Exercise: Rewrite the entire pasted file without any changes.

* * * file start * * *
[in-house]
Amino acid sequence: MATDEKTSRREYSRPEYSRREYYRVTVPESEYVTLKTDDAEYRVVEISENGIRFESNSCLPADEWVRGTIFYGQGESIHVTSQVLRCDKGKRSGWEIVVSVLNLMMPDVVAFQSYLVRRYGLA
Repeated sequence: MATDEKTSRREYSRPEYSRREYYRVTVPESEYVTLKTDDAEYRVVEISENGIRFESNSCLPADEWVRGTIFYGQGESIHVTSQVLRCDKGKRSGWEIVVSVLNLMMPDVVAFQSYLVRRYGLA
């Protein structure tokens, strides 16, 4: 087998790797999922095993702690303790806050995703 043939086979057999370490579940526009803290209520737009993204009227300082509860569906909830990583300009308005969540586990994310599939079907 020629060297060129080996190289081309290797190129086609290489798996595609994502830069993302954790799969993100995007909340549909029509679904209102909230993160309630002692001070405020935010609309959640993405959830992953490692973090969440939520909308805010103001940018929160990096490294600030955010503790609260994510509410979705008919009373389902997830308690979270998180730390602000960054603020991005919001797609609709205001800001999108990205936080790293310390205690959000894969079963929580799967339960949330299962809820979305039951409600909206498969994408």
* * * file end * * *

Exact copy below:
[in-house]
Amino acid sequence: MATDEKTSRREYSRPEYSRREYYRVTVPESEYVTLKTDDAEYRVVEISENGIRFESNSCLPADEWVRGTIFYGQGESIHVTSQVLRCDKGKRSGWEIVVSVLNLMMPDVVAFQSYLVRRYGLA
Repeated sequence: MATDEKTSRREYSRPEYSRREYYRVTVPESEYVTLKTDDAEYRVVEISENGIRFESNSCLPADEWVRGTIFYGQGESIHVTSQVLRCDKGKRSGWEIVVSVLNLMMPDVVAFQSYLVRRYGLA
């Protein structure tokens, strides 16, 4: 087998790797999922095993702690303790806050995703 043939086979057999370490579940526009803290209520737009993204009227300082509860569906909830990583300009308005969540586990994310599939079907 020629060297060129080996190289081309290797190129086609290489798996595609994502830069993302954790799969993100995007909340549909029509679904209102909230993160309630002692001070405020935010609309959640993405959830992953490692973090969440939520909308805010103001940018929160990096490294600030955010503790609260994510509410979705008919009373389902997830308690979270998180730390602000960054603020991005919001797609609709205001800001999108990205936080790293310390205690959000894969079963929580799967339960949330299962809820979305039951409600909206498969994408």